Resigned, James and his spoilt, pampered girlfriend, Fliss, Percy’s sister, travel across France on a mission that promises to free James from the criminals for good. But James isn’t convinced he can trust Fliss, so he makes his own plans to start a new life.

Will James be able to get away, or will his past catch up with him? Will Charlotte’s secrets turn the legacy into a curse?

FIRST 500 WORDS FROM THE LEGACY…

APRIL 1969

A nursing home in Essex

The matron showed them into a private room where Miss Jarvis reclined in bed, propped up by half a dozen pillows. It was obvious that the old woman was very ill, but her eyes were clear, and she smiled when she saw them. Someone had tidied her snowy-white hair, and she wore a pink bed jacket over her nightie.

The man, solicitor Leonard Warwick introduced his companion, Lily Wickham, and she stepped forward and took the old lady’s proffered hand. She was shocked by the frailty of this tiny woman, because her gaze was direct and her voice strong when she spoke.

“I’m delighted to meet you. I understand Mr Irwin is too important these days to visit an old woman.” She sniffed. “I remember that boy when he was in short trousers.”

Lily blinked, and Leonard raised his eyebrows.

Miss Jarvis smiled. “I take it he didn’t mention that I went to school with his mother? No, I thought not. He always was a tricky one, full of his own importance. I’m surprised he wasn’t worried I’d reveal his secrets.” She looked them up and down. “However, I assume he felt he could rely upon your professionalism and my discretion, so I’ll excuse him this time.”

Leonard smiled and opened his briefcase. “He sends his apologies, Miss Jarvis, but he simply couldn’t get away today, I’m afraid. But he didn’t want to let you down, so here we are in his stead. I have your new will here, together with a copy for you to keep. Mrs Wickham and I will be your witnesses.”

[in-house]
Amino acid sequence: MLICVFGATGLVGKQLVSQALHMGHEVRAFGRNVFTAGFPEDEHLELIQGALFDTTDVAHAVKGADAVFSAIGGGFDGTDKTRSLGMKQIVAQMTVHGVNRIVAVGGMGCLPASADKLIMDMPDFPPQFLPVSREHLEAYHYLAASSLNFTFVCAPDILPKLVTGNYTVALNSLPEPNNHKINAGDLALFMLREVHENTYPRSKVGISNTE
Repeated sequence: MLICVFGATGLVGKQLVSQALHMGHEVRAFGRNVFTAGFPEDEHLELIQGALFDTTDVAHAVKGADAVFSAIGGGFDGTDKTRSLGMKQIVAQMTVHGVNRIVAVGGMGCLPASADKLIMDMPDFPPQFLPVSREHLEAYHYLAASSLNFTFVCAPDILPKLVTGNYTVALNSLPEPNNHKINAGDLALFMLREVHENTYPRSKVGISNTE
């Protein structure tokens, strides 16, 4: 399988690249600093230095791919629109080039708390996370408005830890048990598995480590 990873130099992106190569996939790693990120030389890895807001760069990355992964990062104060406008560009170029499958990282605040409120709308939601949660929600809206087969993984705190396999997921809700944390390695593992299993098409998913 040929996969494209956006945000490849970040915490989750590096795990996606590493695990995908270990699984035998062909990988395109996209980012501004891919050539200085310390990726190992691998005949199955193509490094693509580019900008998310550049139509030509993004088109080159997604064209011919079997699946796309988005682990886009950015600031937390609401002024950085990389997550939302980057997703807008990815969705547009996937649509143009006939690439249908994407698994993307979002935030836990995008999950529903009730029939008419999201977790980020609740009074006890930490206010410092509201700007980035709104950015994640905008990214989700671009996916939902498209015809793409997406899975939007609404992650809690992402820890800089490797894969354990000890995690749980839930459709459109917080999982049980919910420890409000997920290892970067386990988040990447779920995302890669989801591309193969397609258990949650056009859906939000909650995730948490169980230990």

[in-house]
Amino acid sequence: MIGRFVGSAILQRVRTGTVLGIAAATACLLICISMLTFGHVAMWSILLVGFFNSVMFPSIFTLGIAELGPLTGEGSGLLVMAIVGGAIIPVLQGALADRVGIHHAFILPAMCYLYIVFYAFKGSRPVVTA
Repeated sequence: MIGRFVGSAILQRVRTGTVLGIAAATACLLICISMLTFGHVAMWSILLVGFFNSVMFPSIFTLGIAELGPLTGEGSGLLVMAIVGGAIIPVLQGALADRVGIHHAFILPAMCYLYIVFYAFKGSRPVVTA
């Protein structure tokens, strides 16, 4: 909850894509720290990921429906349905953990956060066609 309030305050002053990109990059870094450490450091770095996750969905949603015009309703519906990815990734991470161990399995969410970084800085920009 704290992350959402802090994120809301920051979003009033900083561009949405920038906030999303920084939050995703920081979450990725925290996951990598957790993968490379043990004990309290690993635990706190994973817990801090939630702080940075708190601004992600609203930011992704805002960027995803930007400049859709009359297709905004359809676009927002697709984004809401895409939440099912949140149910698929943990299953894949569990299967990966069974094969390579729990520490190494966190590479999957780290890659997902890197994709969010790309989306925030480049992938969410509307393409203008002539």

They sat in chairs on either side of the bed while Leonard went through the will, clause by clause, making sure Miss Jarvis understood everything. She nodded and waved him on occasionally, saying, “Yes, yes, that hasn’t changed. Go on, go on.”

Eventually Leonard finished. “So, to make absolutely sure, Miss Jarvis, this new will leaves the sum of five thousand pounds to your nephew, and the residue of your estate to your god-daughter.”

“Correct.”

“And this is to supersede your previous will which left five thousand pounds to your god-daughter and the residue to your nephew.”

“That is also correct.”

Leonard hesitated.

“You have a question, Mr Warwick?”

“Forgive me,” he said. “I’m simply wondering if there is a particular reason why you’ve chosen to effectively disinherit your only blood relative.” He raised a hand when she would have replied. “Of course, you are entitled to make whatever provision you wish. I’m simply trying to establish that your nephew won’t have any recourse to a claim against your estate, Miss Jarvis. Such cases can seriously deplete the value of an inheritance for all concerned.”

The old lady leaned forward, pinning Leonard with a steely gaze. “I have also read Bleak House, Mr Warwick. I can assure you, I am in full command of my faculties, and this decision has not been taken lightly.”

She turned to Lily…

***

So there you have it, the first 500 words of The Legacy. This first scene was a minor incident in Mine, but I kept wondering what would happen to Miss Jarvis’s heirs after her death. It was a joy to write and some of the characters from Mine make cameo appearances in The Legacy. I seem to be on a roll now because my next book will follow what happens to James’s girlfriend, Fliss, a few years after the end of The Legacy. Watch this space!